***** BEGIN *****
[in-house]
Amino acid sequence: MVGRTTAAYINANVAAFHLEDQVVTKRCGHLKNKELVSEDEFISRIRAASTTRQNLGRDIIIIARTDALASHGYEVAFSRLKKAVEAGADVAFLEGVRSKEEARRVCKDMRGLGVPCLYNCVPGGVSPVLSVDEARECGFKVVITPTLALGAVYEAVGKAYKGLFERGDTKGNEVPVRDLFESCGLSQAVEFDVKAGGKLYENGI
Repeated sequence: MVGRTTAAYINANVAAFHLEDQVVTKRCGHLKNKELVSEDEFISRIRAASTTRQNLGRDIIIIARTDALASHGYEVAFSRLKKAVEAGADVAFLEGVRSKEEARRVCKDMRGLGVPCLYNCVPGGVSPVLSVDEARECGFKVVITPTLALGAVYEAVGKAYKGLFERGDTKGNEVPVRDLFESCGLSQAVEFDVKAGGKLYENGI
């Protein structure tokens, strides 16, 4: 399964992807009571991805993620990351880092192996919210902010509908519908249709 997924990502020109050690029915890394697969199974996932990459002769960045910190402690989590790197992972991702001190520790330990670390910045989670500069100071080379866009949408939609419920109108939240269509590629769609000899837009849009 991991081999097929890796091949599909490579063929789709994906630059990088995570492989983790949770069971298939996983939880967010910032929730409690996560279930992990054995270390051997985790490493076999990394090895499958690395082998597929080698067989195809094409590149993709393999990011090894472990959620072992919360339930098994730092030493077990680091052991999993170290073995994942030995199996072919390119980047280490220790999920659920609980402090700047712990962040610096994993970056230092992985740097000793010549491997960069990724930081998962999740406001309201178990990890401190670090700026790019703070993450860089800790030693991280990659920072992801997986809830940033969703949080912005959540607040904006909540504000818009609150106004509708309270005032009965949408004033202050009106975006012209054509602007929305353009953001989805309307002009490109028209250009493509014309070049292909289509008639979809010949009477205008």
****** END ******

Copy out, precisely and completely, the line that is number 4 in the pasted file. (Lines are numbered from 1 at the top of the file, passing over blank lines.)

């Protein structure tokens, strides 16, 4: 399964992807009571991805993620990351880092192996919210902010509908519908249709 997924990502020109050690029915890394697969199974996932990459002769960045910190402690989590790197992972991702001190520790330990670390910045989670500069100071080379866009949408939609419920109108939240269509590629769609000899837009849009 991991081999097929890796091949599909490579063929789709994906630059990088995570492989983790949770069971298939996983939880967010910032929730409690996560279930992990054995270390051997985790490493076999990394090895499958690395082998597929080698067989195809094409590149993709393999990011090894472990959620072992919360339930098994730092030493077990680091052991999993170290073995994942030995199996072919390119980047280490220790999920659920609980402090700047712990962040610096994993970056230092992985740097000793010549491997960069990724930081998962999740406001309201178990990890401190670090700026790019703070993450860089800790030693991280990659920072992801997986809830940033969703949080912005959540607040904006909540504000818009609150106004509708309270005032009965949408004033202050009106975006012209054509602007929305353009953001989805309307002009490109028209250009493509014309070049292909289509008639979809010949009477205008």